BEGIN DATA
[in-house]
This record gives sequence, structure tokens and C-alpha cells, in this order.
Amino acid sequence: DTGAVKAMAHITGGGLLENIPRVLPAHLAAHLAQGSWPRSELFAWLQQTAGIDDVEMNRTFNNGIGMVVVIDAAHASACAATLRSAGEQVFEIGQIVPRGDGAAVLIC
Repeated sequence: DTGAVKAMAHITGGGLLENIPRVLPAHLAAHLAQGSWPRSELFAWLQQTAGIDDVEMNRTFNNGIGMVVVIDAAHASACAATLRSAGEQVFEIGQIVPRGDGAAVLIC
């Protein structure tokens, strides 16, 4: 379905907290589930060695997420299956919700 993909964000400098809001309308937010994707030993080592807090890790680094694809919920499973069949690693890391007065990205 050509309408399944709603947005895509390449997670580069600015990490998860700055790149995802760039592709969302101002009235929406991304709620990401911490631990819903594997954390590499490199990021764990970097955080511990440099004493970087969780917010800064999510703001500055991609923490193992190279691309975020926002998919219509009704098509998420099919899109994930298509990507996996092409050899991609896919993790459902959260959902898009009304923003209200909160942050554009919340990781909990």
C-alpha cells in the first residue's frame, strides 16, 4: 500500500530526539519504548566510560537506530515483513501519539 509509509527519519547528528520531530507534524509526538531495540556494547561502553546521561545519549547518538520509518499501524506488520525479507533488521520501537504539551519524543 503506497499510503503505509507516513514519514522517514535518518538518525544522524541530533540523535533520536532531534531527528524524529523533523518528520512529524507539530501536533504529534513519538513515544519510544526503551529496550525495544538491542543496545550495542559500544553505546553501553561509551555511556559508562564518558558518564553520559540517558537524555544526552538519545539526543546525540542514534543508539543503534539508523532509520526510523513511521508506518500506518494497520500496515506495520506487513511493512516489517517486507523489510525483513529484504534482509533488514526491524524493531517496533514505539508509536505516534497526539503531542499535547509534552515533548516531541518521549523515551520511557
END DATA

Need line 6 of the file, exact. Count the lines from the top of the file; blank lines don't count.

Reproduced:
C-alpha cells in the first residue's frame, strides 16, 4: 500500500530526539519504548566510560537506530515483513501519539 509509509527519519547528528520531530507534524509526538531495540556494547561502553546521561545519549547518538520509518499501524506488520525479507533488521520501537504539551519524543 503506497499510503503505509507516513514519514522517514535518518538518525544522524541530533540523535533520536532531534531527528524524529523533523518528520512529524507539530501536533504529534513519538513515544519510544526503551529496550525495544538491542543496545550495542559500544553505546553501553561509551555511556559508562564518558558518564553520559540517558537524555544526552538519545539526543546525540542514534543508539543503534539508523532509520526510523513511521508506518500506518494497520500496515506495520506487513511493512516489517517486507523489510525483513529484504534482509533488514526491524524493531517496533514505539508509536505516534497526539503531542499535547509534552515533548516531541518521549523515551520511557